Local Native American tribal leader returns from Dakota pipeline

A local Native American tribal leader just got back to Michigan after spending the weekend in North Dakota with 21 other members of the NHBP tribe.

FULTON, MICH. - Jamie Stuck is the Nottawaseppi Huron Band of the Potawatomi Tribal Council Chairman. He made the trip to North Dakota with others to donate supplies to those standing at Standing Rock.

Although temperatures continue to drop in North Dakota, Stuck said the people out there aren't going anywhere, anytime soon.

"They're not going anywhere. They're not going to go anywhere. That camp's going to stay standing up through winter," Stuck said. "I'd say probably a little over a thousand people out there in camp, maybe more."

More: How did Dakota Access become world's largest pipeline protest?

Related: Group stands with Standing Rock at Rosa Parks Circle

Contrary to what some believe, Stuck said the people out there are not protestors.

"They are considered water protectors, they are protecting the water. The creator gave us the water, we are here to protect it," Stuck said.

The protectors are trying to stop construction of an oil pipeline, which they say threatens not only their water supply but Native American ancestral history.

"They are protecting their aboriginal territories, they're protecting their cultural ways of life. They're peaceful, they're unarmed, and we have a human rights issue here. It's a humanitarian issue where humans life is not being respected by law enforcement," Stuck said.

On Sunday, Stuck said some of the protectors attempted to remove a barricade that they say blocked emergency crews from getting in and out of the reservation.

"In return, the local police department fired water hoses at them, large rubber bullets which they were aiming for head, they were also shooting tear gas and it turned into a more violent demonstration than it was intended to be by the protectors," Stuck said.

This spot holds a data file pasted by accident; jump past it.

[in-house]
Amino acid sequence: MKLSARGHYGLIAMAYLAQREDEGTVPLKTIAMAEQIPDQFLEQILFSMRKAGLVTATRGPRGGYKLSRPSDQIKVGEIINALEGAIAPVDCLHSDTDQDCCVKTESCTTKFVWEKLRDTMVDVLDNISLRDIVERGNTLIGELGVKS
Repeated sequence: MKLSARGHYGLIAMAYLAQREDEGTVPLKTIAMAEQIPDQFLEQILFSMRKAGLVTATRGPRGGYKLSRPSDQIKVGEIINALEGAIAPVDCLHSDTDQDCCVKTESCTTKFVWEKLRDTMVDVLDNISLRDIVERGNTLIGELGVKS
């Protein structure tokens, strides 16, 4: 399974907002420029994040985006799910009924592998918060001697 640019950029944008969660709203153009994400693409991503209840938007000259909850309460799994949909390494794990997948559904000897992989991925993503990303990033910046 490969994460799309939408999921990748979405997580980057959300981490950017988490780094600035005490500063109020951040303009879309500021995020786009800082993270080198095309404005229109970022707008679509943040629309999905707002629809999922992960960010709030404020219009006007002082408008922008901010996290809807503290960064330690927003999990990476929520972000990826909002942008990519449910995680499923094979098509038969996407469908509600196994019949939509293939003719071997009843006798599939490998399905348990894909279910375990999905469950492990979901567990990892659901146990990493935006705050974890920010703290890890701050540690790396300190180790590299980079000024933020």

Stuck believes there's a skewed perception of what exactly is going on at the pipeline.

"The local police department is definitely making the protectors out to be the bad guys," Stuck said.

Despite the violence, Stuck said the attitude out there is still inspiring.

"For them to not let the elements to get the best of them and make them back down and quit, their resiliency is so remarkable and amazing to me," Stuck said.

The Morton County Sheriff's Office estimated 400 protesters were on a bridge trying to go north on state Highway 1806 late Sunday evening. Law enforcement formed a line to prevent their movement.

Morton County Sheriff Kyle Kirchmeier said in a statement that the protesters' actions "forced law enforcement to respond."

"I can't stress it enough, this is a public safety issue," he said. "We cannot have protesters blocking county roads, blocking state highways or trespassing on private property."

There are ways you can help. Stuck encourages writing to the attorney general requesting federal monitors to be sent to Standing Rock to protect the civil rights of those out there, you can also click here for more information.

(© 2016 WZZM)


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